Thanks Everybody! .............don't forget you can add your own personal video ...audio ...pic...or personal thought! That way my tribute can become OUR EFFORT which is what I would like

Comment by Edie Antoinette on October 19, 2008 at 8:04pm
Mighty voice is right. I'm going to put something together as well soon.
Comment by Shelley "SoleMann" King on October 19, 2008 at 7:45pm
I'm loving this, that mighty voice is gone, but will never be forgotten
Comment by Edie Antoinette on October 19, 2008 at 7:33pm
That Aretha tribute is so heart warming!
Comment by Edie Antoinette on October 19, 2008 at 7:26pm
Thanks so much...

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Introspection

Spotlight | Maze

  1. play Maze — 03 Feel That You're Feelin'
  2. play Maze — 04 Somebody Else's Arms
  3. play Maze — 04 Southern Girl
  4. play Maze — Can't Get Over You
  5. play Maze — Golden Time Of Day
  6. play Norman Brown — Night Drive
  7. play Norman Brown — Feeling
  8. play Norman Brown — Still
  9. play Miles Davis — miles 1
  10. play miles 2
  11. play miles 3
  12. play miles 4
  13. play miles 5
  14. play Marvin Gaye — I Met A Little Girl
  15. play Santana — 01 Singing Winds, Crying Beasts
  16. play Santana — 02 Black Magic Woman-Gypsy Queen
  17. play Mongo — 02. Afro Blue



The history of the Butlers/Raw Soul is dense, but for all of us music nerds, that's normal. It is not totally clear what year the Butlers actually formed but they released their first single in 1963 on Liberty Records. That single was "She Tried To Kiss Me" and another single followed on Guyden entitled "Lovable Girl." After the Guyden single the Butlers took a break not recording another record until the single "Laugh, Laugh, Laugh" was released on the Phila label in 1966. The group also backed Charles Earland and Jean Wells on one Phila single ("I Know She Loves Me"). 


As you might be noticing, the Butlers were doing a fair amount of recording but not achieving much success. The group's recordings sold regionally but never had the promotion to make an impact on the national scene. After the single with Phila, the Butlers moved to the Fairmount label (part of the Cameo-Parkway family) and released a handful of singles, some being reissued singles of the past. The Butlers were with Fairmount for 1966-67 and then moved to Sassy Records. Sassy released the group's greatest single (in my opinion) "Love (Your Pain Goes Deep)" b/w "If That's What You Wanted." A copy of that 45 sold for just under $500 last summer on eBay. Even though that isn't that much in the world of record collecting--it's still a hefty sum. The Butlers released another single on Sassy ("She's Gone" b/w "Love Is Good") that appears to be even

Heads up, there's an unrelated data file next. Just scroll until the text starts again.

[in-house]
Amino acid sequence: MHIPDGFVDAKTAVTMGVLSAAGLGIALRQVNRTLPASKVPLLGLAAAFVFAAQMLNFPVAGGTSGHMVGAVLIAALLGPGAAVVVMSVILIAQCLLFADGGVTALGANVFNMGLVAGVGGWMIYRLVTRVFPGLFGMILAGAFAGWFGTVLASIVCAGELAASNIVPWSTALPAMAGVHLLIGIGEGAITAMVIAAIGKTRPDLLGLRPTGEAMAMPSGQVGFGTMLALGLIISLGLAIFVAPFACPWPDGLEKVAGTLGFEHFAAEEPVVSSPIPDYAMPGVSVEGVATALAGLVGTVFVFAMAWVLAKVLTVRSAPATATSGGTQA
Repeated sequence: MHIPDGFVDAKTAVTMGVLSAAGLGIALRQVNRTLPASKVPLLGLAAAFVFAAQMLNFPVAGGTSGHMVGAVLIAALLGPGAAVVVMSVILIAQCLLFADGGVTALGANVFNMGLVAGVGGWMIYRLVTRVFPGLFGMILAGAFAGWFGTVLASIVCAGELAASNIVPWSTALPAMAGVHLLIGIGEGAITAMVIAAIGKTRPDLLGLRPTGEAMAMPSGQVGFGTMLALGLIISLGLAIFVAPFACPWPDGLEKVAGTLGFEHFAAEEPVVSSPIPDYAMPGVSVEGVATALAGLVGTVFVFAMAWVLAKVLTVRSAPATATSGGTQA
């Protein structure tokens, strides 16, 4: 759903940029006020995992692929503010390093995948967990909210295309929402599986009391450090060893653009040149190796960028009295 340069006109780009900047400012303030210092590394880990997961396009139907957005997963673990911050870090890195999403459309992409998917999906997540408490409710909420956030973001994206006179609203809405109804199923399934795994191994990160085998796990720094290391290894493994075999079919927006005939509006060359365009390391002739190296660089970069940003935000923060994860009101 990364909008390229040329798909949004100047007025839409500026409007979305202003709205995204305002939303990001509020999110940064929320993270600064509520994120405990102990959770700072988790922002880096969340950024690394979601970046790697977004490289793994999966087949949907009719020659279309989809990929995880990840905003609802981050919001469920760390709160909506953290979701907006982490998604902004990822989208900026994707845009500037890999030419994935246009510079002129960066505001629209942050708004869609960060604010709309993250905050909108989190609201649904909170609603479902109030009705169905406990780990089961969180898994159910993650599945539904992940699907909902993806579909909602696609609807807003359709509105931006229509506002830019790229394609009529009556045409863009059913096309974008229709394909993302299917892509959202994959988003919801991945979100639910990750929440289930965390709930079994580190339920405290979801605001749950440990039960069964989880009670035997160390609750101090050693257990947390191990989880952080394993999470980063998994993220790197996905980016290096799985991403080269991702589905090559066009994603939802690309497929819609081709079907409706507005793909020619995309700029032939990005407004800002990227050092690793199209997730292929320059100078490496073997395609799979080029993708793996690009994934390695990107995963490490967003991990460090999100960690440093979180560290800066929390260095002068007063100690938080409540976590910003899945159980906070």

harder to come by then the "Love (Your Pain Goes Deep)" single.

 

The true history become a bit blurred here as the AMG biography states that the Butlers last record was released on C.R.S. in 1974 (". However, between 1971 and that single, Frankie Beverly formed a group called Raw Soul and released a number of singles. Some of the songs recorded by Beverly during this period are "While I'm Alone," "Open Up Your Heart," (both on the Gregor label) and "Color Blind." "Color Blind" was released by the Eldorado label and rerecorded by Maze. Beverly's big break came when Marvin Gaye asked Raw Soul to back him on a tour. Gaye helped Beverly/Raw Soul get a contract at Capitol. Beverly decided to take the group in a different direction, a name change occurred, and Maze was created. 

The above isn't the most complete history of Beverly but hopefully someone will know a way to get in touch with the man or his management because a comprehensive pre-Maze history needs to be done on Frankie Beverly (his real name is Howard, by the way). Below you'll find every Frankie Beverly (pre-Maze) song available to me right now ("Color Blind" will be up soon). 

If you have a song that is not included below, shoot it over to funkinsoulman (at) yahoo.com and it will go up in the next Frankie Beverly post (later this week--highlighting Maze). Also, if you have any more information please share your knowledge. The Butlers material has been comp-ed sporadically (usually imports) but the entire Maze catalog has been reissued and is available. 

Enjoy.  "She Kissed Me" (Fairmount, 1966 or 1967) 
 
 "I Want To Feel I'm Wanted" (not sure which label or year) "Laugh, Laugh, Laugh" (Phila, 1966) "Because Of My Heart" (Fairmount, 1966 or 1967)
   
 "Love (Your Pain Goes Deep)" (Sassy, 1967)
   
 "If That's What You Wanted" (Sassy, 1967)
 



Frankie Beverly is one of those cats that has lasting power. He started in the music business doing a tour with doo wop group the Silhouettes and then formed his own group called the Blenders. The Blenders never recorded a single, Beverly wouldn't appear on wax until forming the Butlers a few years later. Along with Beverly, the Butlers included Jack "Sonny" Nicholson, Joe Collins, John Fitch, and Talmadge Conway.

Beverly would later enjoy great success fronting Maze and Conway would become a
well-known penning Double Exposure's
"Ten Percent" and the Intruders' "Memories Are Here To Stay." 
 While Maze is a phenomenal group, Beverly's work before that group will always stand out as his best (imo).

The Butlers produced tunes that most Northern Soul fans would kill for and Raw Soul gave the funksters something to pursue. If, by chance, you know of a way to get in touch with Frankie Beverly or his management, please drop me an e-mail. It would be absolutely great to do an interview with him about his pre-Maze work. He's still playing out, most recently doing a New Year's Eve show in Atlanta.
:: Funkinsoulman ::

Power...Through Simplicity ♪♫♪